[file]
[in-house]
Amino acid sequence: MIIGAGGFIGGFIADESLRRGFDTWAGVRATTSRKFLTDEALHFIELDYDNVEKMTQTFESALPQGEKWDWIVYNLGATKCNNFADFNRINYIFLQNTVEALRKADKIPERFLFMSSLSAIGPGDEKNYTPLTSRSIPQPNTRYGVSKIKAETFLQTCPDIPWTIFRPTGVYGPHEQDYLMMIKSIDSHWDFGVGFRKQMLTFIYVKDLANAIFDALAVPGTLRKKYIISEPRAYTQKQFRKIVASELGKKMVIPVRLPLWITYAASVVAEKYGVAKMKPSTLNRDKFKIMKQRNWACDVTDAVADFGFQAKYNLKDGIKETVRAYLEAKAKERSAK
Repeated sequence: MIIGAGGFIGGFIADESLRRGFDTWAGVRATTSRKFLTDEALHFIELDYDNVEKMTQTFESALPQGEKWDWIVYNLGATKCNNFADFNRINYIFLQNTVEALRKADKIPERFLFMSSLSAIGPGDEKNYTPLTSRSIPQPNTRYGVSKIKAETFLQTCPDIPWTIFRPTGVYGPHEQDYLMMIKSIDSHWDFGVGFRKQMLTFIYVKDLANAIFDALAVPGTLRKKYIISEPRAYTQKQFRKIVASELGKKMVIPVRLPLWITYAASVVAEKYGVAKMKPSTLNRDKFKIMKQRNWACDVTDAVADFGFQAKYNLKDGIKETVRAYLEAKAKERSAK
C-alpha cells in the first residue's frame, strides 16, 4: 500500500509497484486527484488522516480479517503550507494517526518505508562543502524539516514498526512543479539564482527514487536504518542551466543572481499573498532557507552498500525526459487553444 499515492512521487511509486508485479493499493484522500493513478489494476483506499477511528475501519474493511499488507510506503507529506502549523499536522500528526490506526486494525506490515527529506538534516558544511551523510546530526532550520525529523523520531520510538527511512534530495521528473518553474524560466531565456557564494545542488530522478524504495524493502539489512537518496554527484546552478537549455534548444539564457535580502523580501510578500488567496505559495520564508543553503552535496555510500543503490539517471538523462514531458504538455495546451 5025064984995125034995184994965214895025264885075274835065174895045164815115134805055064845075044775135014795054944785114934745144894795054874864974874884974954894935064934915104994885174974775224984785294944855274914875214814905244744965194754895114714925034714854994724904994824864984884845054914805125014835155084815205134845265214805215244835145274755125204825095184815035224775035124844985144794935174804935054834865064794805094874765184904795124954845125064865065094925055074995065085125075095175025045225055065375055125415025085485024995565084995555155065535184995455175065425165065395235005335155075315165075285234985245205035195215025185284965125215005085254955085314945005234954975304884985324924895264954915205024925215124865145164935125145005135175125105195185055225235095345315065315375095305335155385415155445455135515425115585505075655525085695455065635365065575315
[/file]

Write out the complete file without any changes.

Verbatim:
[in-house]
Amino acid sequence: MIIGAGGFIGGFIADESLRRGFDTWAGVRATTSRKFLTDEALHFIELDYDNVEKMTQTFESALPQGEKWDWIVYNLGATKCNNFADFNRINYIFLQNTVEALRKADKIPERFLFMSSLSAIGPGDEKNYTPLTSRSIPQPNTRYGVSKIKAETFLQTCPDIPWTIFRPTGVYGPHEQDYLMMIKSIDSHWDFGVGFRKQMLTFIYVKDLANAIFDALAVPGTLRKKYIISEPRAYTQKQFRKIVASELGKKMVIPVRLPLWITYAASVVAEKYGVAKMKPSTLNRDKFKIMKQRNWACDVTDAVADFGFQAKYNLKDGIKETVRAYLEAKAKERSAK
Repeated sequence: MIIGAGGFIGGFIADESLRRGFDTWAGVRATTSRKFLTDEALHFIELDYDNVEKMTQTFESALPQGEKWDWIVYNLGATKCNNFADFNRINYIFLQNTVEALRKADKIPERFLFMSSLSAIGPGDEKNYTPLTSRSIPQPNTRYGVSKIKAETFLQTCPDIPWTIFRPTGVYGPHEQDYLMMIKSIDSHWDFGVGFRKQMLTFIYVKDLANAIFDALAVPGTLRKKYIISEPRAYTQKQFRKIVASELGKKMVIPVRLPLWITYAASVVAEKYGVAKMKPSTLNRDKFKIMKQRNWACDVTDAVADFGFQAKYNLKDGIKETVRAYLEAKAKERSAK
C-alpha cells in the first residue's frame, strides 16, 4: 500500500509497484486527484488522516480479517503550507494517526518505508562543502524539516514498526512543479539564482527514487536504518542551466543572481499573498532557507552498500525526459487553444 499515492512521487511509486508485479493499493484522500493513478489494476483506499477511528475501519474493511499488507510506503507529506502549523499536522500528526490506526486494525506490515527529506538534516558544511551523510546530526532550520525529523523520531520510538527511512534530495521528473518553474524560466531565456557564494545542488530522478524504495524493502539489512537518496554527484546552478537549455534548444539564457535580502523580501510578500488567496505559495520564508543553503552535496555510500543503490539517471538523462514531458504538455495546451 5025064984995125034995184994965214895025264885075274835065174895045164815115134805055064845075044775135014795054944785114934745144894795054874864974874884974954894935064934915104994885174974775224984785294944855274914875214814905244744965194754895114714925034714854994724904994824864984884845054914805125014835155084815205134845265214805215244835145274755125204825095184815035224775035124844985144794935174804935054834865064794805094874765184904795124954845125064865065094925055074995065085125075095175025045225055065375055125415025085485024995565084995555155065535184995455175065425165065395235005335155075315165075285234985245205035195215025185284965125215005085254955085314945005234954975304884985324924895264954915205024925215124865145164935125145005135175125105195185055225235095345315065315375095305335155385415155445455135515425115585505075655525085695455065635365065575315